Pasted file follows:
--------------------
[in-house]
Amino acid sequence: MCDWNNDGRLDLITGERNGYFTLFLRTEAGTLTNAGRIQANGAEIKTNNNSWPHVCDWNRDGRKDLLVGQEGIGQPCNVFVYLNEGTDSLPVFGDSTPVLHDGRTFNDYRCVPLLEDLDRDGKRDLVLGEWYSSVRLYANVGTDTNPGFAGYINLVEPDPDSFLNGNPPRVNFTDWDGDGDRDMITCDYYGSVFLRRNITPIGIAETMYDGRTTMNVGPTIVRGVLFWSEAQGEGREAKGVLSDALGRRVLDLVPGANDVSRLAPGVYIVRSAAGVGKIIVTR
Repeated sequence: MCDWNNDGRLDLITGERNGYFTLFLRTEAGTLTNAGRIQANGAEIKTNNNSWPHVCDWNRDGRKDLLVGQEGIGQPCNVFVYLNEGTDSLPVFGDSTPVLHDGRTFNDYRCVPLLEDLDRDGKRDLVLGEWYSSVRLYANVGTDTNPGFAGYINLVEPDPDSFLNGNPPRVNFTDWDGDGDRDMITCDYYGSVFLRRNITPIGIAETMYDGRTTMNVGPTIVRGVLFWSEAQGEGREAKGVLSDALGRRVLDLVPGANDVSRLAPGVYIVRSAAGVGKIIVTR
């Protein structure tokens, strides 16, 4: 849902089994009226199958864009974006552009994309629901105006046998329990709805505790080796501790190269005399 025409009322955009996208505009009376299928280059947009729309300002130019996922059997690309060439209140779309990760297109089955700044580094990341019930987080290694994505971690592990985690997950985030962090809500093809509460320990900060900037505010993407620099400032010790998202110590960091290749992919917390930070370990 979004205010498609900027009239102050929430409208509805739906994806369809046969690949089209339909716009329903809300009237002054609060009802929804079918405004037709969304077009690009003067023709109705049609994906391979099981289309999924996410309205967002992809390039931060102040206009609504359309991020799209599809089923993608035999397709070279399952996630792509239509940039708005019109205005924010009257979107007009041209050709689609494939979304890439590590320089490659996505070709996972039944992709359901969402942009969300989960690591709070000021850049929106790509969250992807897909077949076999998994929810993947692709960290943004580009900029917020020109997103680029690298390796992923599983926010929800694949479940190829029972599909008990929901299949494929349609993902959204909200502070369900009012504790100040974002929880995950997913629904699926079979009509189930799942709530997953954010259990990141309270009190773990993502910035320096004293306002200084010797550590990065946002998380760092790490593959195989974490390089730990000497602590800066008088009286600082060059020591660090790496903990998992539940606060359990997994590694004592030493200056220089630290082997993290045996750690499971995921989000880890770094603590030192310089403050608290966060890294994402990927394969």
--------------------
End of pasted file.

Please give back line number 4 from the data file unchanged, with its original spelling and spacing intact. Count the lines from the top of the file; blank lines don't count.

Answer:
């Protein structure tokens, strides 16, 4: 849902089994009226199958864009974006552009994309629901105006046998329990709805505790080796501790190269005399 025409009322955009996208505009009376299928280059947009729309300002130019996922059997690309060439209140779309990760297109089955700044580094990341019930987080290694994505971690592990985690997950985030962090809500093809509460320990900060900037505010993407620099400032010790998202110590960091290749992919917390930070370990 979004205010498609900027009239102050929430409208509805739906994806369809046969690949089209339909716009329903809300009237002054609060009802929804079918405004037709969304077009690009003067023709109705049609994906391979099981289309999924996410309205967002992809390039931060102040206009609504359309991020799209599809089923993608035999397709070279399952996630792509239509940039708005019109205005924010009257979107007009041209050709689609494939979304890439590590320089490659996505070709996972039944992709359901969402942009969300989960690591709070000021850049929106790509969250992807897909077949076999998994929810993947692709960290943004580009900029917020020109997103680029690298390796992923599983926010929800694949479940190829029972599909008990929901299949494929349609993902959204909200502070369900009012504790100040974002929880995950997913629904699926079979009509189930799942709530997953954010259990990141309270009190773990993502910035320096004293306002200084010797550590990065946002998380760092790490593959195989974490390089730990000497602590800066008088009286600082060059020591660090790496903990998992539940606060359990997994590694004592030493200056220089630290082997993290045996750690499971995921989000880890770094603590030192310089403050608290966060890294994402990927394969």